What happens after Delphi's split? Supplier becomes Aptiv, spins off powertrain division
Mary Gustanski calls this an inflection point for the automotive industry as it faces a sea change brought on by the development of autonomous driving, electrification and connected vehicle technologies.
“It’s a point in time that we’ve all waited for for years where everything that we’ve said is going to happen tomorrow, well, I think we’re at the turning point where you’re going to see it start happening,” said Gustanski, who is the chief technology officer for Delphi Technologies.
That turning point means new pressures for automakers and suppliers, who want to pursue the potential of an uncertain future even as they are tied to a profitable past. The list of companies trying to define and profit from that future goes far beyond traditional automakers and suppliers to include technology companies such as Apple, Waymo, Microsoft, Uber and scores of others.
Count Gustanski’s company among those adjusting to this changing world. Delphi Technologies was officially spun off this month from Delphi Automotive into a stand-alone entity focused on vehicle propulsion and electrification, the former parts division of General Motors. What remains of the former Delphi Automotive is called Aptiv and will focus instead on self-driving and connected vehicle development.
“Both paths are necessary and very different, and we believe there is going to be a time in the future where it was going to limit one company or the other, and it would probably be” what is now Delphi Technologies rather than Aptiv, said Gustanski.
Michelle Krebs, an analyst for Autotrader, said the split could appeal to investors, who view companies such as Tesla, for instance, differently than legacy automotive-related companies such as Ford. She noted that many Silicon Valley companies that are considered successful are not profitable, but profit is not necessarily the main focus when companies are developing new technologies.
“It looks to me like they want to divide the business into the now and the future,” she said of what had been Delphi Automotive. “We all know that autonomous, electric and connected is coming,” even if it’s unclear how or when.
Krebs pointed to the uncertainty, however.
“When does the payoff come, if ever? There’s a lot of questions there,” she said.
To be sure, Gustanksi and others associated with Delphi Technologies see a bright future for their business as the company is called upon to help automakers deal with regulatory pressures, especially in Europe and China, to accelerate vehicle electrification. For Delphi Technologies, that means providing options for companies, from pairing internal combustion engines with hybrid technologies that increase efficiency to powertrains for fully electric vehicles.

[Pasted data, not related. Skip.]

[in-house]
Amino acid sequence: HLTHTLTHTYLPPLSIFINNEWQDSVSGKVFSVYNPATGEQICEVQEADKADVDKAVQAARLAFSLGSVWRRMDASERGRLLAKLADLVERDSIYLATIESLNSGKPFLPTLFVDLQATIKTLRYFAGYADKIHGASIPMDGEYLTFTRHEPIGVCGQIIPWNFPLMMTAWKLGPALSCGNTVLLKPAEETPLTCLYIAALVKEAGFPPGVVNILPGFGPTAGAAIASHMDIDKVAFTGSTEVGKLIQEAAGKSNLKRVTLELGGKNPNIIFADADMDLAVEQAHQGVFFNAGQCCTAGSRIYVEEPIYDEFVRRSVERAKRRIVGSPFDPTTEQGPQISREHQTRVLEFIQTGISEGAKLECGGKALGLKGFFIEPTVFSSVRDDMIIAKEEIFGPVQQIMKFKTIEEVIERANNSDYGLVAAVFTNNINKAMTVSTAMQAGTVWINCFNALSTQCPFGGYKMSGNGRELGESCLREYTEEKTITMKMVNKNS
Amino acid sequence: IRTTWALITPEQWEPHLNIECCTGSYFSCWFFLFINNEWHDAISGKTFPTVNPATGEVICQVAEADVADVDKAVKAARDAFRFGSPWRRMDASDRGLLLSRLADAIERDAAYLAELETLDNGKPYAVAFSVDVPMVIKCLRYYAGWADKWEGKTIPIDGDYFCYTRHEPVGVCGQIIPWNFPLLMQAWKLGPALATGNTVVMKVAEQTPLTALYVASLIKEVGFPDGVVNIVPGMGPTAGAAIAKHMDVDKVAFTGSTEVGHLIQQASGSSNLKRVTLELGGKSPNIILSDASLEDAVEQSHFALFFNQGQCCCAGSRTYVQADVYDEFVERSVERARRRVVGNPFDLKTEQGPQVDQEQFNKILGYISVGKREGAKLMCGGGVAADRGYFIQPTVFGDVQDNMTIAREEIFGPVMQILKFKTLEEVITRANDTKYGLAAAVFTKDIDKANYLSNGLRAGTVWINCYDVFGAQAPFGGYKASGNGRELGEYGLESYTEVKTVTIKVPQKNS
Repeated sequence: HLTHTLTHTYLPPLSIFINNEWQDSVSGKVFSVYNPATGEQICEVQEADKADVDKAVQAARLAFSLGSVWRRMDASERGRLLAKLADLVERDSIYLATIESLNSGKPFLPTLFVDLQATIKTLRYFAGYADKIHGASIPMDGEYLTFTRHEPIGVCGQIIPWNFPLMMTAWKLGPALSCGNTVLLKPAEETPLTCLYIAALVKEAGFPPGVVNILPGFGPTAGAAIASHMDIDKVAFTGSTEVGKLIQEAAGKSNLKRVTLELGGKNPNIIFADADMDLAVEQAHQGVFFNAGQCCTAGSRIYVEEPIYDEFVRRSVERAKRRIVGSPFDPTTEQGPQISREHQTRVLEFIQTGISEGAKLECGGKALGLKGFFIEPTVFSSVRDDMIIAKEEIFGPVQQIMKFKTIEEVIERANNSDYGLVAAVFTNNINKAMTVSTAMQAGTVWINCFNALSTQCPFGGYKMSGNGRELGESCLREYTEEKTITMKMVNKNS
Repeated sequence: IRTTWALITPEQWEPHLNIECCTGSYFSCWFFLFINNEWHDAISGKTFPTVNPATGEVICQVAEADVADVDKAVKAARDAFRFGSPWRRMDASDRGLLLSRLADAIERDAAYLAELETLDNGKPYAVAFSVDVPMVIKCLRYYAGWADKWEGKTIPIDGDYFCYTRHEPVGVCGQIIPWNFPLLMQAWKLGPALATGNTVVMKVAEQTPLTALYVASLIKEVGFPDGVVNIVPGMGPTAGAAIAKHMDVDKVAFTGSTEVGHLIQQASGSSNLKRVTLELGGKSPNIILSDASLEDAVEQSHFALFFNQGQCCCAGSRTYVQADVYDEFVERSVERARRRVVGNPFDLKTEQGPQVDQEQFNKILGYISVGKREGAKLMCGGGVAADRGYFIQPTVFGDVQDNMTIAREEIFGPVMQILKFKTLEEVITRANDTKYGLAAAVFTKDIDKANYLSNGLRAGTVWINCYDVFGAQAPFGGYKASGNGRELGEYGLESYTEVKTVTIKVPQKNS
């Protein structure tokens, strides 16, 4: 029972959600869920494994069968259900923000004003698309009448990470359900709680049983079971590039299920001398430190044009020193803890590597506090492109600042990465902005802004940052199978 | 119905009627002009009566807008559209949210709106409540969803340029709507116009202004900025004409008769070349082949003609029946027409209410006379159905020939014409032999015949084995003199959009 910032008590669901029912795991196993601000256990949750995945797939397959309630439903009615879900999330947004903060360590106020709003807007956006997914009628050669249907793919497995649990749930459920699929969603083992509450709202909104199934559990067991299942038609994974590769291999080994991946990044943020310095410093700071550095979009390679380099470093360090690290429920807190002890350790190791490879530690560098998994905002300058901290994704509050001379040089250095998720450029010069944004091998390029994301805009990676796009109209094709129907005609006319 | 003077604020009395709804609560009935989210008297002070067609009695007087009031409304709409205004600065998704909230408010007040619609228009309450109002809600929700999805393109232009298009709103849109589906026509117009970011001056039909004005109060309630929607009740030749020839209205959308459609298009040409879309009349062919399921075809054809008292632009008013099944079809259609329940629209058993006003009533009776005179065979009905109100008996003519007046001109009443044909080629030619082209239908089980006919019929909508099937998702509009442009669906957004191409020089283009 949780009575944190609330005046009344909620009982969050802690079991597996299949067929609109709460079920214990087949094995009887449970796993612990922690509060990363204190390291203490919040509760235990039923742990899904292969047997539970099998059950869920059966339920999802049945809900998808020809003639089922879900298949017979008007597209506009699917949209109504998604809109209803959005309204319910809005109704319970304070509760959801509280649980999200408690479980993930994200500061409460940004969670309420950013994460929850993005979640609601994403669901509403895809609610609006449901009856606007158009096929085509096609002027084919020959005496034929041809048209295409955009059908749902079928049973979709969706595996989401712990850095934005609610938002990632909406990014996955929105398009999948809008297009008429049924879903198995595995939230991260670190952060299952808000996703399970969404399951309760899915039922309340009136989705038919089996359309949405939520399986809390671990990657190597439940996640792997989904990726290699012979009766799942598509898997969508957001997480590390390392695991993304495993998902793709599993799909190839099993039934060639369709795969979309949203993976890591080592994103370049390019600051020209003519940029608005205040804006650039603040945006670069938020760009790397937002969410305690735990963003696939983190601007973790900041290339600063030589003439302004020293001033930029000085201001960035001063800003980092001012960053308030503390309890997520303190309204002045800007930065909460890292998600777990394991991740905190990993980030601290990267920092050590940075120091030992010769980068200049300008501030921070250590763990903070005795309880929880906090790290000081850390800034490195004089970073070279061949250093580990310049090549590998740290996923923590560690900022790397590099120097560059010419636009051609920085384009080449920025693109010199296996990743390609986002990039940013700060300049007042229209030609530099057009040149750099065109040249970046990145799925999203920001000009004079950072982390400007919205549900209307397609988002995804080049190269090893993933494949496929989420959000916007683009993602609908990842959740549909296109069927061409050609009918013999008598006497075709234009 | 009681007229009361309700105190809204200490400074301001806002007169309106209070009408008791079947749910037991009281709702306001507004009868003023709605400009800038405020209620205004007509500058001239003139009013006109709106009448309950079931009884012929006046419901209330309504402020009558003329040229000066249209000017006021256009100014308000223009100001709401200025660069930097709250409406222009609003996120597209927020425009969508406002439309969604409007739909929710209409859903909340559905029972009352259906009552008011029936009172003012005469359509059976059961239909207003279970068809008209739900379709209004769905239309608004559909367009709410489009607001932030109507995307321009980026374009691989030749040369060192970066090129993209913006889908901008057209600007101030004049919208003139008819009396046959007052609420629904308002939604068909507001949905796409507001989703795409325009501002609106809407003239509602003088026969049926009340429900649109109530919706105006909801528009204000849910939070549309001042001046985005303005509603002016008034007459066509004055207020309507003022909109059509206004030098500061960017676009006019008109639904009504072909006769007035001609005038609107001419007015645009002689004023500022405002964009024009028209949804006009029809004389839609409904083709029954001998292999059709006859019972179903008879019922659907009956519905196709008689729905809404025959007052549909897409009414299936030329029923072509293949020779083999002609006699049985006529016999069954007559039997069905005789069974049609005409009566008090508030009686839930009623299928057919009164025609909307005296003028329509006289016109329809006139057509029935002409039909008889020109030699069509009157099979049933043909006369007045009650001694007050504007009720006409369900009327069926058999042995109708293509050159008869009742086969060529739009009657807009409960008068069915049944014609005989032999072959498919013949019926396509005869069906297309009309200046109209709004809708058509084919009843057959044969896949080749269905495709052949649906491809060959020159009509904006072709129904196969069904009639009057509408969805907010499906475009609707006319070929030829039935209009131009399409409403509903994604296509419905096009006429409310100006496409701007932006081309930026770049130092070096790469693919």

Gustanski, who had been vice president of engineering and program management at Delphi Automotive, said her new company will collaborate rather than compete with Aptiv as it races forward with autonomous and connected vehicle development. In fact, both companies, which have headquarters in the United Kingdom, will continue to occupy offices in the same complex in Troy, north of Detroit. Aptiv, with 147,000 employees, has a market capitalization — the number of shares outstanding times the current stock price — of more than $22 billion; Delphi Technologies, with more than 20,000 employees, has a market cap of $4.4 billion.
For Aptiv, the path forward covers a wide area as its engineers try to streamline vehicle architecture to focus on software rather than hardware. The company plans to add 5,000 to 6,000 employees globally as it pushes toward deployment of autonomous and connected vehicles.
In an introductory commercial, a narrator lays out Aptiv’s ambitious goals:
“Meet Aptiv, the technology company that’s moving mobility forward; designing, engineering and enabling solutions for how we’ll move tomorrow; bringing connectivity, smart cities and autonomous vehicles to life in ways only we can. We’re writing the software, building the hardware and connecting it all together and making it work … creating a world where everything will talk to everything — cars to roads, roads to drivers, drivers to computers.”
And the company has wasted no time making news. Shortly after the split, Aptiv announced that it had opened a technology center in Boston, to join its locations in Pittsburgh and Mountain View, Calif., “focused on automated mobility-on-demand (AMoD) and data management development.“ In recent months, Aptiv, as Delphi Automotive, also gained a partnership with the ride-hailing service Lyft when it acquired Cambridge, Mass.-based autonomous driving software developer nuTonomy for $450 million.
Glen De Vos, the chief technology officer at Aptiv, described a variety of factors that have pushed not just a rebranding, but a “reformulation” of a company formerly focused on selling components to automakers.